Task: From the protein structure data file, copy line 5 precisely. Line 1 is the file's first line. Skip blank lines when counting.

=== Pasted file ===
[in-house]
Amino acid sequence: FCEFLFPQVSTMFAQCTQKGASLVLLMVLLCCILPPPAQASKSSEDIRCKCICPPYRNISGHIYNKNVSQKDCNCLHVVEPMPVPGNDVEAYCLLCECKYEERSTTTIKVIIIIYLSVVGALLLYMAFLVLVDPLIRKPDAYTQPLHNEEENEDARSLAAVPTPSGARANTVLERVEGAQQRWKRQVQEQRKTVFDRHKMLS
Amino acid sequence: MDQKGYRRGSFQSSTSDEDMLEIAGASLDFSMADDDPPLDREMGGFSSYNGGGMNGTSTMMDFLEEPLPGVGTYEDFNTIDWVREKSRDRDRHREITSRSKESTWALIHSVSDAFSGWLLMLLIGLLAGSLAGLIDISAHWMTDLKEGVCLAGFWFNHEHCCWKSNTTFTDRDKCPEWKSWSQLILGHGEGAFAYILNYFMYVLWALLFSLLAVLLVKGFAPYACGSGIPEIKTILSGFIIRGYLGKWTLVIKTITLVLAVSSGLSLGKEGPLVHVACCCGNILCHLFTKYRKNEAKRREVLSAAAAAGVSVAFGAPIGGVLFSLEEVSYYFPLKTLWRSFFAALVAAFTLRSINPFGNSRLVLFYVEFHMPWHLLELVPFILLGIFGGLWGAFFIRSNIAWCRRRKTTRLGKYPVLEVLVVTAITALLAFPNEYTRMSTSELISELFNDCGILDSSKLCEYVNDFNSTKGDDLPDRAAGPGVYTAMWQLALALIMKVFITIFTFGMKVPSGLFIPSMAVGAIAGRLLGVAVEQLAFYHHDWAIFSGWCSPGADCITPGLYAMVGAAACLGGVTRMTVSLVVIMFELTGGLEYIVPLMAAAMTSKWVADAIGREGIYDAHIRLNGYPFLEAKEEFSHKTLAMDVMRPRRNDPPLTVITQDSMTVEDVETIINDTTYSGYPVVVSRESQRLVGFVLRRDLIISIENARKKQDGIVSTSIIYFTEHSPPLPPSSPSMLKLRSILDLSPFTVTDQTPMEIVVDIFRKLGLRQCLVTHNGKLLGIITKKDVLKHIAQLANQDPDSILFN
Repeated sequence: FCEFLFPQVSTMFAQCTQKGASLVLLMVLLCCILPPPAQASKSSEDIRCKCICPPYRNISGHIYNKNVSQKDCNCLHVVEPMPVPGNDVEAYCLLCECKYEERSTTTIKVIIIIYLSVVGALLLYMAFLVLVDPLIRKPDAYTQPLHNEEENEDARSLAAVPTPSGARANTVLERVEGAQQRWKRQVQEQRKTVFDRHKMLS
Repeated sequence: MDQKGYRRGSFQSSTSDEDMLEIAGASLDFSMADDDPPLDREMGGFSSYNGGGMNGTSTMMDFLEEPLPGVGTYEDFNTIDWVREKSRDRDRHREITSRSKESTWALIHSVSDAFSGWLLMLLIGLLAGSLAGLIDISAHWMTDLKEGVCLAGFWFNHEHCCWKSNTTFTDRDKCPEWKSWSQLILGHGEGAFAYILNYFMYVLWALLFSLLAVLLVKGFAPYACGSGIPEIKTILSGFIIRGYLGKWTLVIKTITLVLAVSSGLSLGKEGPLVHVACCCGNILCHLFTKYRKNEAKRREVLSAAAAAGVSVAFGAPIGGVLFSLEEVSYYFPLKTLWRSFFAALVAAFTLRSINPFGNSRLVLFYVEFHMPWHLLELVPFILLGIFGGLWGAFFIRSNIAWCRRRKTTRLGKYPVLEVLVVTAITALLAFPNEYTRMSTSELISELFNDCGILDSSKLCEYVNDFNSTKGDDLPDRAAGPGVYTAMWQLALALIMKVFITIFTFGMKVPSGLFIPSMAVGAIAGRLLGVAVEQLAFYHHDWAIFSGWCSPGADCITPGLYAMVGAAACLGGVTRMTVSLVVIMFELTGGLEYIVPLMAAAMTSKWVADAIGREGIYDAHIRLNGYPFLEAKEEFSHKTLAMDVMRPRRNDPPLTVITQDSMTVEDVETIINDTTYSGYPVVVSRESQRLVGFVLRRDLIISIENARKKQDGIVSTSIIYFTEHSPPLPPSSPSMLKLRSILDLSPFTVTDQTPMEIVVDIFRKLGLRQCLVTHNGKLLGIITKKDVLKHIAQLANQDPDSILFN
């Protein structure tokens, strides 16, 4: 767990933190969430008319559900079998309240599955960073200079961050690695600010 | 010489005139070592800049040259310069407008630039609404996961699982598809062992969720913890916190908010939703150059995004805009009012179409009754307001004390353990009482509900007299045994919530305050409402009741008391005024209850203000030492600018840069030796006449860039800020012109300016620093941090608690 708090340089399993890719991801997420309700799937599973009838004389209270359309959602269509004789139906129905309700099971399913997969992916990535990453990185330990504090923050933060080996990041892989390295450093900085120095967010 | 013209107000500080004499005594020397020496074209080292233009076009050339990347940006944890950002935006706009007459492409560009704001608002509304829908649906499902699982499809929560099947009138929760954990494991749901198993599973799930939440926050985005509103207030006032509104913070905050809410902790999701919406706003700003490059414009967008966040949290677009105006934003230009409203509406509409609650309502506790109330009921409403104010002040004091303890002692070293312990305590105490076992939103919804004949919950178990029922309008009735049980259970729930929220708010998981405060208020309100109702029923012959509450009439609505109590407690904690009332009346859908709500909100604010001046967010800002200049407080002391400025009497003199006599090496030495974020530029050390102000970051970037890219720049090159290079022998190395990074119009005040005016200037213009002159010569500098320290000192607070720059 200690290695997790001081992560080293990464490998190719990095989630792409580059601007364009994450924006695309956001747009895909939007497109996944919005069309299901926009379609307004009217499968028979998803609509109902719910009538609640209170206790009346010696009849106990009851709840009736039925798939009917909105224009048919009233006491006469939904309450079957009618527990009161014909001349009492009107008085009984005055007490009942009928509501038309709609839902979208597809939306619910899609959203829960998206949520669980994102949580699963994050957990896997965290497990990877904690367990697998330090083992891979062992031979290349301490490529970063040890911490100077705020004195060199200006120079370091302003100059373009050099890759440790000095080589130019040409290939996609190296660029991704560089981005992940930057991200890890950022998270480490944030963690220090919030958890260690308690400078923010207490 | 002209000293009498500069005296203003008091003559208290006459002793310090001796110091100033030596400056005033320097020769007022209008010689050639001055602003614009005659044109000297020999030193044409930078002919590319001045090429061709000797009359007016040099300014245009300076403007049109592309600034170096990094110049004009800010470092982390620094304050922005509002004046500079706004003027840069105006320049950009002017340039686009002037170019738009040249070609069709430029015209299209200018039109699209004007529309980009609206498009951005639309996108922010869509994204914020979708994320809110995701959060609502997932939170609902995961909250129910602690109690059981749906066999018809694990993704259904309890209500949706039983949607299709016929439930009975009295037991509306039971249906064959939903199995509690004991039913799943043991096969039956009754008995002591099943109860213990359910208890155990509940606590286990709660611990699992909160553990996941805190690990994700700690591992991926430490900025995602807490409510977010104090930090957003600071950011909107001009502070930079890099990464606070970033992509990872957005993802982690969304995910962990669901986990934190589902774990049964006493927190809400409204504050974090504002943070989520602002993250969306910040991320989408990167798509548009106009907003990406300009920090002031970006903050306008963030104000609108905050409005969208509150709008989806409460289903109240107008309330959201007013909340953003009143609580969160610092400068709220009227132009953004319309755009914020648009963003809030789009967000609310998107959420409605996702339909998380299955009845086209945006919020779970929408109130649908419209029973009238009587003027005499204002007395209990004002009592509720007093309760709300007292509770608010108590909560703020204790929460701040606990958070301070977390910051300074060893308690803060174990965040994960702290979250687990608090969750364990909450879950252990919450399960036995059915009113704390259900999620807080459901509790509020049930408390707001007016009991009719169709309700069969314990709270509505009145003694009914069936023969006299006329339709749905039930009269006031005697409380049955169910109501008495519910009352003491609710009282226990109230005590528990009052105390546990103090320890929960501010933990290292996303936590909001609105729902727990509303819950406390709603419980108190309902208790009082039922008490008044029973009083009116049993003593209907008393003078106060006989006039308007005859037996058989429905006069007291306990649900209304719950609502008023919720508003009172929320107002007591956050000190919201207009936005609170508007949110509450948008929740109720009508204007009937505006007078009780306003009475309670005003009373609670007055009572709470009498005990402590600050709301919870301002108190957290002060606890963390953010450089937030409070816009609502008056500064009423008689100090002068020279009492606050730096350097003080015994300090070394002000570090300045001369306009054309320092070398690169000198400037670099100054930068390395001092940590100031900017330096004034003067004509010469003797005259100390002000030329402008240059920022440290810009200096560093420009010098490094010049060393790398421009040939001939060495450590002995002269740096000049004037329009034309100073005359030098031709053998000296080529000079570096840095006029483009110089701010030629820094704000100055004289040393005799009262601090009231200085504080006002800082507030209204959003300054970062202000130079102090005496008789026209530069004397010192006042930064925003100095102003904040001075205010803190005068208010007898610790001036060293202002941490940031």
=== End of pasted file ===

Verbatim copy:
Repeated sequence: MDQKGYRRGSFQSSTSDEDMLEIAGASLDFSMADDDPPLDREMGGFSSYNGGGMNGTSTMMDFLEEPLPGVGTYEDFNTIDWVREKSRDRDRHREITSRSKESTWALIHSVSDAFSGWLLMLLIGLLAGSLAGLIDISAHWMTDLKEGVCLAGFWFNHEHCCWKSNTTFTDRDKCPEWKSWSQLILGHGEGAFAYILNYFMYVLWALLFSLLAVLLVKGFAPYACGSGIPEIKTILSGFIIRGYLGKWTLVIKTITLVLAVSSGLSLGKEGPLVHVACCCGNILCHLFTKYRKNEAKRREVLSAAAAAGVSVAFGAPIGGVLFSLEEVSYYFPLKTLWRSFFAALVAAFTLRSINPFGNSRLVLFYVEFHMPWHLLELVPFILLGIFGGLWGAFFIRSNIAWCRRRKTTRLGKYPVLEVLVVTAITALLAFPNEYTRMSTSELISELFNDCGILDSSKLCEYVNDFNSTKGDDLPDRAAGPGVYTAMWQLALALIMKVFITIFTFGMKVPSGLFIPSMAVGAIAGRLLGVAVEQLAFYHHDWAIFSGWCSPGADCITPGLYAMVGAAACLGGVTRMTVSLVVIMFELTGGLEYIVPLMAAAMTSKWVADAIGREGIYDAHIRLNGYPFLEAKEEFSHKTLAMDVMRPRRNDPPLTVITQDSMTVEDVETIINDTTYSGYPVVVSRESQRLVGFVLRRDLIISIENARKKQDGIVSTSIIYFTEHSPPLPPSSPSMLKLRSILDLSPFTVTDQTPMEIVVDIFRKLGLRQCLVTHNGKLLGIITKKDVLKHIAQLANQDPDSILFN